28 July 2015

Too much excitement

I don't get out much. I'm a very stay-at-home kind of girl usually. I like my home comforts, my own four walls and am easy to please - a chocolate biscuit in front of the telly and I'm anybody's (well almost). But this last month has been busy with a capital B.  First of all a few days in York with Kay, then almost a full week in Rome and then a few days up in North England for Kay's graduation as a doctor. The poor cat thinks I've left home permanently and superglues herself to me when I return to show her undying love in case her lack of emotion is the reason I have left.

Kay's graduation was lovely, although it nearly wasn't. We checked into a hotel in the busy part of town, mainly because I wanted to be close to shops and restaurants at times when Kay was off with her friends. However the room was noisy with the window open (which we needed to open on account of the muggy but overcast  weather). When we went to bed on the eve of the graduation, Kay donned earplugs to drown out the noise of buses, cars and passing drunks at all hours of the night.  The pillows were like bricks and we tossed and turned all night. Next morning(the day of the graduation) she shook me awake with the news that she had awoken hot and agitated from lack of sleep, tried to remove her earplugs with difficulty and had managed to get one stuck in her ear. In trying further to remove it, she had heard a pop, followed by a rushing of liquid and had gone deaf. In her own self-diagnosis - she had perforated her eardrum! We were both on our feet in an instant and by 6.15am sitting in the local hospital's Accident & Emergency department. Thankfully it was the tail end (and quiet end) of the night shift and we were seen pretty quickly. Kay's diagnosis was confirmed by the doctor. It might clear up by itself or need some help with a minor operation, he said. GREAT. He was about to conjure up the ENT specialist when we said we were from London, only up for Kay's graduation in a few hours and could we get it done back in London? He agreed and suggested we see our GP once home to get the ball rolling.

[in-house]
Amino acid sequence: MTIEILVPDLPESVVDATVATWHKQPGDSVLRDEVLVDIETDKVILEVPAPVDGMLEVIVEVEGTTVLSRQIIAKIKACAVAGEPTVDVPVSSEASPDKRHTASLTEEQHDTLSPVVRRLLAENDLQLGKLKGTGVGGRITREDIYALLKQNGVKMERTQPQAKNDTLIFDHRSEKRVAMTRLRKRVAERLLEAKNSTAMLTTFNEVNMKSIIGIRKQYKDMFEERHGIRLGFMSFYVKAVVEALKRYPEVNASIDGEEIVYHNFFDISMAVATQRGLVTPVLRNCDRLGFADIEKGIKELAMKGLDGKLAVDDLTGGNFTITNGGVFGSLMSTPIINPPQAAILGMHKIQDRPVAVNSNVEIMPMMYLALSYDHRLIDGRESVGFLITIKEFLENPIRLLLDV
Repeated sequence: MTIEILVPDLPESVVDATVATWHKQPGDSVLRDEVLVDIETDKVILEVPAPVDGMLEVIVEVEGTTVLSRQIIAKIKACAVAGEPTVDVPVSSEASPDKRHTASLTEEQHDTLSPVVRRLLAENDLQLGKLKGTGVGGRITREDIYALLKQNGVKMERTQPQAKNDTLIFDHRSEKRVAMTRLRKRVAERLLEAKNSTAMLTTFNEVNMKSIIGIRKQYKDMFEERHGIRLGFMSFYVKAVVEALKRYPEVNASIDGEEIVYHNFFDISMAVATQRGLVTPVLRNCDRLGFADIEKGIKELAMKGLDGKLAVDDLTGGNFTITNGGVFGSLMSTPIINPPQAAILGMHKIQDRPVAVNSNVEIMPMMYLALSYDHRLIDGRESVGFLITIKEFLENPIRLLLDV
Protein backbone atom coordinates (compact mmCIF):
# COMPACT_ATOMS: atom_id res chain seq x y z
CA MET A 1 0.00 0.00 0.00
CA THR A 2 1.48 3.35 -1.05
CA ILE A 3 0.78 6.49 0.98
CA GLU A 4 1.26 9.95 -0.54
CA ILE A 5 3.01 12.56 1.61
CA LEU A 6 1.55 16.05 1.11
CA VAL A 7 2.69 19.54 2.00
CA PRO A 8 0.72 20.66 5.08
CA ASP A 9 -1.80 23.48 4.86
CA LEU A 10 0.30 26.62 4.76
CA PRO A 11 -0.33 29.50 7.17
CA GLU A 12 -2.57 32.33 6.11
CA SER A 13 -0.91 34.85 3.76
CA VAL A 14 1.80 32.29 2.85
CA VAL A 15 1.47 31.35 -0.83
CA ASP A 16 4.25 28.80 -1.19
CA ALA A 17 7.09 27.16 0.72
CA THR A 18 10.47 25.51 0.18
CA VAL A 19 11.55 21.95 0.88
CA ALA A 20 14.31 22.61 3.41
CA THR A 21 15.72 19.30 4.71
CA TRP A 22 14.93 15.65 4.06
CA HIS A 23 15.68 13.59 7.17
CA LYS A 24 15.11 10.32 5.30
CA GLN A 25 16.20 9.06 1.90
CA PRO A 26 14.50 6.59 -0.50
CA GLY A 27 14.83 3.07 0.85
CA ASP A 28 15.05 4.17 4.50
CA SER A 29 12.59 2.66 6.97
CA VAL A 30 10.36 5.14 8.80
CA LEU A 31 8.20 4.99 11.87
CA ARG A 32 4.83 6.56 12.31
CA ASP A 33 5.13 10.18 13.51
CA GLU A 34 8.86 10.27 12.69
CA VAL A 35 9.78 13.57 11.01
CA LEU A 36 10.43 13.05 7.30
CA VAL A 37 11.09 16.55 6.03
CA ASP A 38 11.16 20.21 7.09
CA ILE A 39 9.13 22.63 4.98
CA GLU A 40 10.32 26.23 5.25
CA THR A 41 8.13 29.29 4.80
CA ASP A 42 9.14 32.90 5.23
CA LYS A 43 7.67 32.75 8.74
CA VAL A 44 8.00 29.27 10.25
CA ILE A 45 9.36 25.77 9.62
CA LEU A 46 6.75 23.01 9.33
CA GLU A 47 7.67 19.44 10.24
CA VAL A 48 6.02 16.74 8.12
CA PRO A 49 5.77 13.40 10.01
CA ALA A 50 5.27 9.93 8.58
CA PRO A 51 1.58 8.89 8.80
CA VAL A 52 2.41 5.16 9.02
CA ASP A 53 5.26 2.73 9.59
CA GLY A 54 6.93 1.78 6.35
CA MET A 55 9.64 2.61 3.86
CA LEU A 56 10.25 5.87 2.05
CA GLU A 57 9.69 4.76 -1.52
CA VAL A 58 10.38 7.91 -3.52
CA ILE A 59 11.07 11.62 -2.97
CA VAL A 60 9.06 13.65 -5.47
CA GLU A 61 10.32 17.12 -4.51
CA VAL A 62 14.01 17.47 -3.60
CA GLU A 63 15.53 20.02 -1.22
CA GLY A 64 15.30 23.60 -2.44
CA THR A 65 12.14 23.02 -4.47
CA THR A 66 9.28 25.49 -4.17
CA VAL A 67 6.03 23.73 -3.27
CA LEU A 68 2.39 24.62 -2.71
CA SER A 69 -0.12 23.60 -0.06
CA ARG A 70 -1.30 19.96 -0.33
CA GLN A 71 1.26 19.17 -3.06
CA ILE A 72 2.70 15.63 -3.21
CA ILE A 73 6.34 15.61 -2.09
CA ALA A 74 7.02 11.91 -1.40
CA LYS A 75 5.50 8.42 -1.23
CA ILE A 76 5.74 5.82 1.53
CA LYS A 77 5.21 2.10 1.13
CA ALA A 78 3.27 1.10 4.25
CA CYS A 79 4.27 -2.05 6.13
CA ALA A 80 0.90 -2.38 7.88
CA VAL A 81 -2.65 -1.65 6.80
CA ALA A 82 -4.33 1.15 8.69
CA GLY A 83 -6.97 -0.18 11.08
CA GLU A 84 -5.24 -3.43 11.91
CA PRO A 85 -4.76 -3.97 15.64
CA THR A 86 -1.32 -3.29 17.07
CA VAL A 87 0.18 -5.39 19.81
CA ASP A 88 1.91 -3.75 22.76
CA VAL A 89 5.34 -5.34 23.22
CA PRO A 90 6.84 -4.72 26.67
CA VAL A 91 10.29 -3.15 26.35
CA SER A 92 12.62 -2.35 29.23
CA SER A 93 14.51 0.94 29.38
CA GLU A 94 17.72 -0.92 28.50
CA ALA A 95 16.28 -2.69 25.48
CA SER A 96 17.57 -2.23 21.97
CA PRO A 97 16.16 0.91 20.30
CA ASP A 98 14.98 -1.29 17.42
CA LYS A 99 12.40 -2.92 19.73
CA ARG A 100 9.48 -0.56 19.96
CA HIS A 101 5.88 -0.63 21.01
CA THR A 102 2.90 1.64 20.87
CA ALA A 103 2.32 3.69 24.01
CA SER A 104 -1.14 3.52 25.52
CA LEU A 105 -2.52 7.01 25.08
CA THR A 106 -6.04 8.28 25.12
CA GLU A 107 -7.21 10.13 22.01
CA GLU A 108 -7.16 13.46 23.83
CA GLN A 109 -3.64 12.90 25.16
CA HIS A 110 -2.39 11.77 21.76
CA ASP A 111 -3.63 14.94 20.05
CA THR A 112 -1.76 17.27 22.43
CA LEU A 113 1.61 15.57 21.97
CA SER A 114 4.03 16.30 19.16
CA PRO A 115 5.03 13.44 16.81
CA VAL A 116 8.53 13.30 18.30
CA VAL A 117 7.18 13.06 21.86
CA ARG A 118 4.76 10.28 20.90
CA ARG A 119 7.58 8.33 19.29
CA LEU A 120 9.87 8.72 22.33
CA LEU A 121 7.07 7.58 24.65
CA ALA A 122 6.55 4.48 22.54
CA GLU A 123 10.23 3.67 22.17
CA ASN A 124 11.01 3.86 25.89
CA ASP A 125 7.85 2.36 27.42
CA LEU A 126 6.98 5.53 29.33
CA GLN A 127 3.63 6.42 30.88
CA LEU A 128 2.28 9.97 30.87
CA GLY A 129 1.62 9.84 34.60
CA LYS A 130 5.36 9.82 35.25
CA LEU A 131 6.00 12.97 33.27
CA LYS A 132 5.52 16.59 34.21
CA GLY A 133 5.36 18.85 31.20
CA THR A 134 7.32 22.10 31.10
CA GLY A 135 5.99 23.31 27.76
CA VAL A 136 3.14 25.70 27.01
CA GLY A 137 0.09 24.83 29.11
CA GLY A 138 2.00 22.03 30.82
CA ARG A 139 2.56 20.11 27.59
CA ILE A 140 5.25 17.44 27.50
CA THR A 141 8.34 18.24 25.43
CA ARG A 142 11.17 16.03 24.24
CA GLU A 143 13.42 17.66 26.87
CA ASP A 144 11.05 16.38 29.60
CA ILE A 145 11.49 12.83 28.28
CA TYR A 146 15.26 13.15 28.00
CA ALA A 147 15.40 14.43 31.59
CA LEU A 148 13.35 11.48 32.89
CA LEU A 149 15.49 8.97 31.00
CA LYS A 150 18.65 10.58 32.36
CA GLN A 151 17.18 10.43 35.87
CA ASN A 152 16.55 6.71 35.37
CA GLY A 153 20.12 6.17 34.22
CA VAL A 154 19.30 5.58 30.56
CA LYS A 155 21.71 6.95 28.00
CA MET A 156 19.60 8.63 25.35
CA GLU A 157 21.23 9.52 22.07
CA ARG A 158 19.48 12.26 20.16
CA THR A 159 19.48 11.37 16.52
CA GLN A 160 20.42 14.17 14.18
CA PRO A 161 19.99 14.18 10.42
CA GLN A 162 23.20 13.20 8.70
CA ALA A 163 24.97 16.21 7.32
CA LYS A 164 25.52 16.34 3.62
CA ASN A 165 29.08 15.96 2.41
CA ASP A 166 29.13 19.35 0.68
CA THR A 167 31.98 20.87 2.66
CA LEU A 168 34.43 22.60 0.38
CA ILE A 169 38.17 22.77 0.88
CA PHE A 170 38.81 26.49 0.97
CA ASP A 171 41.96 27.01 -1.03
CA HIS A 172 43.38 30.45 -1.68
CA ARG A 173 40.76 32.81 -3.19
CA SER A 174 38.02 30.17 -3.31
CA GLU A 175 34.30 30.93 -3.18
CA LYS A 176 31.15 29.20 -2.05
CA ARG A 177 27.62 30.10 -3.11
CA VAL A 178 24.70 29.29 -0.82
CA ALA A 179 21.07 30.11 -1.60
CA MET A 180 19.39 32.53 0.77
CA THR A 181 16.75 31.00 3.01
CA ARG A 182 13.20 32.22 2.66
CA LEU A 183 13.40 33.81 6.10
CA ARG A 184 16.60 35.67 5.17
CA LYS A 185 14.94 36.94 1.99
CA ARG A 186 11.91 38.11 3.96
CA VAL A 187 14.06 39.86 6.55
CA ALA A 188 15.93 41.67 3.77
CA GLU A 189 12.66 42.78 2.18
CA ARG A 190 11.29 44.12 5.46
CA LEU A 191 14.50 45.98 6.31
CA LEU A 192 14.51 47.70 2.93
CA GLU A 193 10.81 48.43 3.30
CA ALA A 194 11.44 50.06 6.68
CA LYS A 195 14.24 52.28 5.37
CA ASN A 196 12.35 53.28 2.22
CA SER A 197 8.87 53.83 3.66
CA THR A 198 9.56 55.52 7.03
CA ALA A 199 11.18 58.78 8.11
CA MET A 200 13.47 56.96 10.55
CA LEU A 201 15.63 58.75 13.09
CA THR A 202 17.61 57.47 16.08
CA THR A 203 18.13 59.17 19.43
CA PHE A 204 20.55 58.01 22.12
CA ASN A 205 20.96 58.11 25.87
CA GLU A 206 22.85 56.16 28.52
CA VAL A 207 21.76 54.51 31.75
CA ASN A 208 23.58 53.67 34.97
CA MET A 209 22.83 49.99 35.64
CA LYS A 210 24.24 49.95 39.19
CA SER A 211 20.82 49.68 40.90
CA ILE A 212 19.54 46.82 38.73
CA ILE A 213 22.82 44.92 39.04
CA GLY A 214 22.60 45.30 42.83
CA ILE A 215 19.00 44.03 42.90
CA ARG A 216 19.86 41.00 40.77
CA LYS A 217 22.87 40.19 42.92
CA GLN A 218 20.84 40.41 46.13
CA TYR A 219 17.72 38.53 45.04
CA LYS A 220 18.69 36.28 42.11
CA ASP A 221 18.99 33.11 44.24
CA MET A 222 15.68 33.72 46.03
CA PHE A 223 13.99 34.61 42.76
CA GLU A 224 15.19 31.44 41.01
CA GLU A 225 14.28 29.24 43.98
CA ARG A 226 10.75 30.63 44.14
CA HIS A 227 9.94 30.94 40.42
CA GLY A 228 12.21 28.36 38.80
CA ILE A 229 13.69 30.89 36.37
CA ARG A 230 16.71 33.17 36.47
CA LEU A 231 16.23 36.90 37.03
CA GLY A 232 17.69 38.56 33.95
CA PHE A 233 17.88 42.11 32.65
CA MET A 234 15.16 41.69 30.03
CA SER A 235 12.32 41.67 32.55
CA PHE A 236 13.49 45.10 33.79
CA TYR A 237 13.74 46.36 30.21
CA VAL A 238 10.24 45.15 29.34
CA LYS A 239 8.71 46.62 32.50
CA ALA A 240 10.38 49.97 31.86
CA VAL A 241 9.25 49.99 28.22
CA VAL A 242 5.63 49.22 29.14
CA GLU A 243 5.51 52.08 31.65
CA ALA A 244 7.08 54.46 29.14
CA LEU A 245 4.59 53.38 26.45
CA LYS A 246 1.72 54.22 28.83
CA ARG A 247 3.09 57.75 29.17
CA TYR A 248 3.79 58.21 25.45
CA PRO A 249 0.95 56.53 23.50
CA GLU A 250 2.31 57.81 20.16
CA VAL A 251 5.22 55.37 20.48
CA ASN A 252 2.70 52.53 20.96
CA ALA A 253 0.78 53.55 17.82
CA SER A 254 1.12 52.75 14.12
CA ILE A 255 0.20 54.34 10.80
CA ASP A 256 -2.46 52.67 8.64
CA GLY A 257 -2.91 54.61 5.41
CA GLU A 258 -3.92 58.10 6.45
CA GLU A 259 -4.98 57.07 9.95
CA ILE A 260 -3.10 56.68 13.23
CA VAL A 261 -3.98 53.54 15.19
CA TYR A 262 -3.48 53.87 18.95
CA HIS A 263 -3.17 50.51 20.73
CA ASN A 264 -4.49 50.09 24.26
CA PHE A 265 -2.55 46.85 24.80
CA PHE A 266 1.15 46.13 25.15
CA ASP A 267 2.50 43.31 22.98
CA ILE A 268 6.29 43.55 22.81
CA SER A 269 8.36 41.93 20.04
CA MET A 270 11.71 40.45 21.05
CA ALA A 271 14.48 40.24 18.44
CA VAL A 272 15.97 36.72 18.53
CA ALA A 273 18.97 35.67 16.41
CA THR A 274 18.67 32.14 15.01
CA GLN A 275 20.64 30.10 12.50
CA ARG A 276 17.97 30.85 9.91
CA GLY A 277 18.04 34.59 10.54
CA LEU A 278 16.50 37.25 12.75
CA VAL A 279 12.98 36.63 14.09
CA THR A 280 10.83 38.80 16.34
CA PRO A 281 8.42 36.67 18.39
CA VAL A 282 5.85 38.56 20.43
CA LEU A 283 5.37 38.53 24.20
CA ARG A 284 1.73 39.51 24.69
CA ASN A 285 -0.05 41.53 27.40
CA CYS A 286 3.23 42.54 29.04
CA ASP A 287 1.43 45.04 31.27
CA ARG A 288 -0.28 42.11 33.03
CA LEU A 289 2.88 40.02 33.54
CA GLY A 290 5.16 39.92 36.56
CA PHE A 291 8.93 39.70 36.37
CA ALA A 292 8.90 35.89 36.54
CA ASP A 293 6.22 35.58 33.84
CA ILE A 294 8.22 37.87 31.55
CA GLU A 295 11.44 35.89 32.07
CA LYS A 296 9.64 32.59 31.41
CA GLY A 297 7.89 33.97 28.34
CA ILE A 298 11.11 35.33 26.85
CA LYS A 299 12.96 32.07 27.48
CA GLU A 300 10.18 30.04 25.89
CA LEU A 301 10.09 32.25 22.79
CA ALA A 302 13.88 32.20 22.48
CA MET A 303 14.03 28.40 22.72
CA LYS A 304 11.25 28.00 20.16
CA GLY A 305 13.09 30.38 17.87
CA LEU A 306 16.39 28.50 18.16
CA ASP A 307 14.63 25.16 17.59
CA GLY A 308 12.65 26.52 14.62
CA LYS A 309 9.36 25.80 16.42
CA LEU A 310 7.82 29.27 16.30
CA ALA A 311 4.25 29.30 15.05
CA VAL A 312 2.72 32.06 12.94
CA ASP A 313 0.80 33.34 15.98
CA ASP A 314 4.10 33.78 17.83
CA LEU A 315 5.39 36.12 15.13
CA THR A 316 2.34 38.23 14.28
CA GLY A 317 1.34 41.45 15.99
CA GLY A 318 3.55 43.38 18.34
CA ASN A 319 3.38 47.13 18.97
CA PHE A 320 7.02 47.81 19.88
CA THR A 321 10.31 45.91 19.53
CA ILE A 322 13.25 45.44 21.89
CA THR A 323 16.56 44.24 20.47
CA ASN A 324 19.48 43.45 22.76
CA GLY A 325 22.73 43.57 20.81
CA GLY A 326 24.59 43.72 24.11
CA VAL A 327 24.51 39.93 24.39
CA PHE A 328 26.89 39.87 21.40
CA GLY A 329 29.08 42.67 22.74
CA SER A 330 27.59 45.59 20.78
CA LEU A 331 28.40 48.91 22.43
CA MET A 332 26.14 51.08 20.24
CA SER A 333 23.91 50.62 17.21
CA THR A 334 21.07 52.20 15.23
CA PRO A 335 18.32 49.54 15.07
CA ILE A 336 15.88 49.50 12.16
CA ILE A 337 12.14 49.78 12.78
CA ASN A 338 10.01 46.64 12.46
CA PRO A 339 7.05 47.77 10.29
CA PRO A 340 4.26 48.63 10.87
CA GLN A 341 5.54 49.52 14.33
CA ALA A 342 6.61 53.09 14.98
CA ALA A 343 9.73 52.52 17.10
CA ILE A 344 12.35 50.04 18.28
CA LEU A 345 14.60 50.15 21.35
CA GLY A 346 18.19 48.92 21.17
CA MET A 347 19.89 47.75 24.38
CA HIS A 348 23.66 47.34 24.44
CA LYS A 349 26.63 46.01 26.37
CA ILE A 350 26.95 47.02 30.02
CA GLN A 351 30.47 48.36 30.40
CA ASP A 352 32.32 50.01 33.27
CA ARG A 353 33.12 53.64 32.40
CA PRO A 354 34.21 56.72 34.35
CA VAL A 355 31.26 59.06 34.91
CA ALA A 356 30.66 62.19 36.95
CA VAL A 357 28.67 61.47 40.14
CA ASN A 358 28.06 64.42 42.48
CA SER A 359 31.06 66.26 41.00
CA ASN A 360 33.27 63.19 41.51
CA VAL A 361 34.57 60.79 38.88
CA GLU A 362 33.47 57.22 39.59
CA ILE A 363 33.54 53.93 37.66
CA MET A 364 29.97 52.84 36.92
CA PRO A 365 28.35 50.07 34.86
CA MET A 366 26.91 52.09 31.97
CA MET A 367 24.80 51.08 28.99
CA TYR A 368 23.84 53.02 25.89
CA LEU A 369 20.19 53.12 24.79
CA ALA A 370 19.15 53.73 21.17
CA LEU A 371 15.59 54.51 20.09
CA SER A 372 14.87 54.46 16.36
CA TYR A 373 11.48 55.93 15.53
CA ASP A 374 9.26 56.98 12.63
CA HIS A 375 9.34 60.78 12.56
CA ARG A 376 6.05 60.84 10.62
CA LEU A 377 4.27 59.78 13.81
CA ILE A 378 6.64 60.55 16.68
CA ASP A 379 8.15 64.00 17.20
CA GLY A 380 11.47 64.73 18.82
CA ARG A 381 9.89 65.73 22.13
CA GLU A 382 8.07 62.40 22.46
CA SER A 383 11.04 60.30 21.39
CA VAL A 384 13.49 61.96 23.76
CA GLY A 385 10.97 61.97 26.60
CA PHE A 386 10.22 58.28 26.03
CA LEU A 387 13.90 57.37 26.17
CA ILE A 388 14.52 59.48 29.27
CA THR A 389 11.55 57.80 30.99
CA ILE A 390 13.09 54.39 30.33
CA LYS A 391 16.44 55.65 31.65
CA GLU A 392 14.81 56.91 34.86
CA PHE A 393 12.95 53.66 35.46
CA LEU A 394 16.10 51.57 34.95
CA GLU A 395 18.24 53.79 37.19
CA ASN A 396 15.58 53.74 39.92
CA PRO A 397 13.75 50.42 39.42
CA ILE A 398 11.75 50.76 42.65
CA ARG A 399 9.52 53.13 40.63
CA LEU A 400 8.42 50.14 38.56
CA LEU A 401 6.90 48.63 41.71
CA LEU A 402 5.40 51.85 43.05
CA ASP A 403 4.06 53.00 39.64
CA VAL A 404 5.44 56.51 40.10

We rushed back to the hotel, got changed and met Greg's sister who had come up from Lincolnshire. We had invited her as Greg was conspicuous by his absence on such a milestone day and in the circumstances we wanted his sister there in his place. (It was bittersweet that this was yet another milestone Greg has missed out on and sad for us too not having him by our side in the family photos!) By 2pm we were sitting in the Great Hall watching the ceremony like a scene from Harry Potter. The students were called up one by one to receive their diplomas and then had to quote the Hippocratic Oath. Shortly thereafter we adjourned  for champagne and nibbles.  On getting back to the hotel at 6pm, Kay lay down for a few minutes  on her bad ear and was shortly surprised to see a small plug of blood on her pillow. She sat up and COULD HEAR CLEARLY for the first time all day. We were able to go out for a lovely celebratory meal in the evening feeling far less anxious and able to enjoy it. To cut a long story short, our GP in London was able to confirm that the eardrum seems to be healing nicely and there is probably no long-term damage or need for an operation.